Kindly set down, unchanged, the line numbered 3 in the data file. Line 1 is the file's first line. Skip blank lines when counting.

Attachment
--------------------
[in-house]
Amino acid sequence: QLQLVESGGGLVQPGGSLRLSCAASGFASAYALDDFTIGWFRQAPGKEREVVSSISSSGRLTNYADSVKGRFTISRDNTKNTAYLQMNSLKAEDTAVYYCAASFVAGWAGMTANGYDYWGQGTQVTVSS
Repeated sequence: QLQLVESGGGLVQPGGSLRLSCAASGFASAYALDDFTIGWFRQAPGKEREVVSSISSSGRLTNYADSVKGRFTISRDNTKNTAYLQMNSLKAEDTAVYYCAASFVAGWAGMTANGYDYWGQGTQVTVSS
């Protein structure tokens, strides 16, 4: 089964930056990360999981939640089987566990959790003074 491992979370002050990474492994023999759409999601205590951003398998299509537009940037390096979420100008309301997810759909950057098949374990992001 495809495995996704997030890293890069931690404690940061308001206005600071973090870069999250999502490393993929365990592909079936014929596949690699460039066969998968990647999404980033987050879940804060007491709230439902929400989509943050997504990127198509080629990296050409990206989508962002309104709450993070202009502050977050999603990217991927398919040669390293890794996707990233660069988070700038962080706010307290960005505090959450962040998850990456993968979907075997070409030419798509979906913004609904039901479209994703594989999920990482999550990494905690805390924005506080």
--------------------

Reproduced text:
Repeated sequence: QLQLVESGGGLVQPGGSLRLSCAASGFASAYALDDFTIGWFRQAPGKEREVVSSISSSGRLTNYADSVKGRFTISRDNTKNTAYLQMNSLKAEDTAVYYCAASFVAGWAGMTANGYDYWGQGTQVTVSS